Fawcett, Colonel Percy Harrison
British Army officer Percy Harrison Fawcett, who disappeared
in the jungles of South America in 1925, set off a psychic
search that lasted over a quarter of a century. Born in
1867, Fawcett had joined the army as a young man and rose
among the ranks. He mastered cartography and after World
War I (1914–18) decided to leave the army and focus his remaining
years on some of his youthful passions. He had earlier
carried out some of the pioneering surveys of the Amazon
delta. He had a keen interest in Spiritualism and the occult,
and inspired by the discovery of Machi Picchu in the Peruvian
Andes, he had become fascinated with the idea of hidden civilizations
in the vast Amazonian lands. Fawcett had discovered a
mid-eighteenth-century manuscript whose author claimed to
have found a vast city in the upper Amazon, and in 1920 he initially
tried, unsuccessfully, to find it. He returned in 1925 for
what was to be a two-year expedition. On May 29, 1925, he was
at a camp he had used on the previous trip. His presence at the
camp would be the last confirmed data on him. An expedition
that attempted to find him in 1928 concluded that he had
probably been killed by hostile natives.
His wife refused to give up on him. A psychic search for Fawcett
began in 1930 when a medium in California claimed to be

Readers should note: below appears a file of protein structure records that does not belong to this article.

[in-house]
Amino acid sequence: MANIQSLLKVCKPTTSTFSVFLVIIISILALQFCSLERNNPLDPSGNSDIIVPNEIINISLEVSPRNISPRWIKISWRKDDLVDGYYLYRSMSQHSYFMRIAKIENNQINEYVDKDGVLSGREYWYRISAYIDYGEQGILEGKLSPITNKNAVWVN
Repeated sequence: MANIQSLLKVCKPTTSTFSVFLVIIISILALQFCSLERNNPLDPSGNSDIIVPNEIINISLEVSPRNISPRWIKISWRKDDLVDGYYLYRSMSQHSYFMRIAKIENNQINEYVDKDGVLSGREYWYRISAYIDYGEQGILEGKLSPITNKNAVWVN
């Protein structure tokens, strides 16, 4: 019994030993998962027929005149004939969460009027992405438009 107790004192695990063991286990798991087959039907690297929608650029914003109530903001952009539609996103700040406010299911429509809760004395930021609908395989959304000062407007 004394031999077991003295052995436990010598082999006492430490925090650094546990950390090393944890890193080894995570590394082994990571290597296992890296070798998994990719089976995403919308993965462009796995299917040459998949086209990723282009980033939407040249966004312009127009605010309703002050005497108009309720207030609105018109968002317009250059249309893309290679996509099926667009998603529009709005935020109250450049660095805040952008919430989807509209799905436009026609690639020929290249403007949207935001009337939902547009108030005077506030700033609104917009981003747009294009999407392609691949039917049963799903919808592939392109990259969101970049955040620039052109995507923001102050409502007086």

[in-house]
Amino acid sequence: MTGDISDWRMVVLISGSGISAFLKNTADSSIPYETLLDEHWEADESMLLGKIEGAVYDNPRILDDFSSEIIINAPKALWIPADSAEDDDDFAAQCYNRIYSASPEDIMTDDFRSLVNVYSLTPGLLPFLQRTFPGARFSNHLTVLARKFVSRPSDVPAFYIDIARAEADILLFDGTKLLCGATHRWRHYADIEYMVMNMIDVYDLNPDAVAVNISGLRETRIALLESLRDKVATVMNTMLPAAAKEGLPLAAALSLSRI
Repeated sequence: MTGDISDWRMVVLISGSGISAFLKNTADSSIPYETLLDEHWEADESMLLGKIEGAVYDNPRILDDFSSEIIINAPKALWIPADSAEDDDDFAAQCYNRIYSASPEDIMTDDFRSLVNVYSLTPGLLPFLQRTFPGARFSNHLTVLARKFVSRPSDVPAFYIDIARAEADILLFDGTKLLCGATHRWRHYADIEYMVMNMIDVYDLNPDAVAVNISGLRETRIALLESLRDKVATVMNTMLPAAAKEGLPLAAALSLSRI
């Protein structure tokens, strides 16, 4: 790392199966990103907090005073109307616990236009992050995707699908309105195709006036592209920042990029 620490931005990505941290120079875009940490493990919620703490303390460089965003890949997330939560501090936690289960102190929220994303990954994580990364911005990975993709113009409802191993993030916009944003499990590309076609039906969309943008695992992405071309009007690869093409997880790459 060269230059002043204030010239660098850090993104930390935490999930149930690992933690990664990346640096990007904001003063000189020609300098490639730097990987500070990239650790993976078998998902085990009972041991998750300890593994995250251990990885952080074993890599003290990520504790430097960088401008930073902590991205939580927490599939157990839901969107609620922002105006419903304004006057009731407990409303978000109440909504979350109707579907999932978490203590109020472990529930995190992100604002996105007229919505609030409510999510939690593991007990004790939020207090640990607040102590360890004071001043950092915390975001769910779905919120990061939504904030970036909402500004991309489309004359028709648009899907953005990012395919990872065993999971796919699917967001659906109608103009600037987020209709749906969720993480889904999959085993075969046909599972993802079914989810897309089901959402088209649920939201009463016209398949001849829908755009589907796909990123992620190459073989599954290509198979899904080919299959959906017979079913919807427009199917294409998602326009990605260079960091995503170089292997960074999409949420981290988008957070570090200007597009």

in contact with some Native Americans in New Mexico, who in
turn claimed to be in contact with some Amazonians with whom
Fawcett was residing. Mrs. Fawcett subsequently announced
that she was in direct telepathic contact with her husband. In
spite of a variety of reported sightings of him by various people
in Brazil, he did not reappear and in 1932 his wife said that she
had lost her telepathic contact. Not to be discouraged, Estelle
Roberts, a prominent Spiritualist medium, claimed to have received
several messages from Fawcett. A medium from New
Zealand was the next to emerge. She claimed to have been in
contact for the past two years, that Fawcett had found the lost
city, but had unfortunately perished trying to get back to civilization.
Through the World War II years (1939–45), reports concerning
Fawcett, none confirmed, continued. In 1951 the medium
Nell Montague reported that she saw Fawcett being killed
by natives after being questioned by Ralph Paget, a friend of
the Fawcett family. Finally, in 1955, the notable medium Geraldine
Cummins got into the act when she published her book,
The Fate of Colonel Fawcett. The book is an interesting collection
of metaphysical teachings from Fawcett, now believed to be in
the spirit world, and an account of Fawcett’s death. Fawcett’s
widow did not accept the book, and Cummins admitted it was
not among her best productions.
Fawcett’s ultimate fate is still unknown and is likely to remain
so unless some identifiable remains are found by accident
as the Amazon continues to be explored.
Chambers, Paul. Paranormal People. London Blandford,
1998. Cummins, Geraldine. The Fate of Colonel Fawcett. London
Aquarius Press, 1955.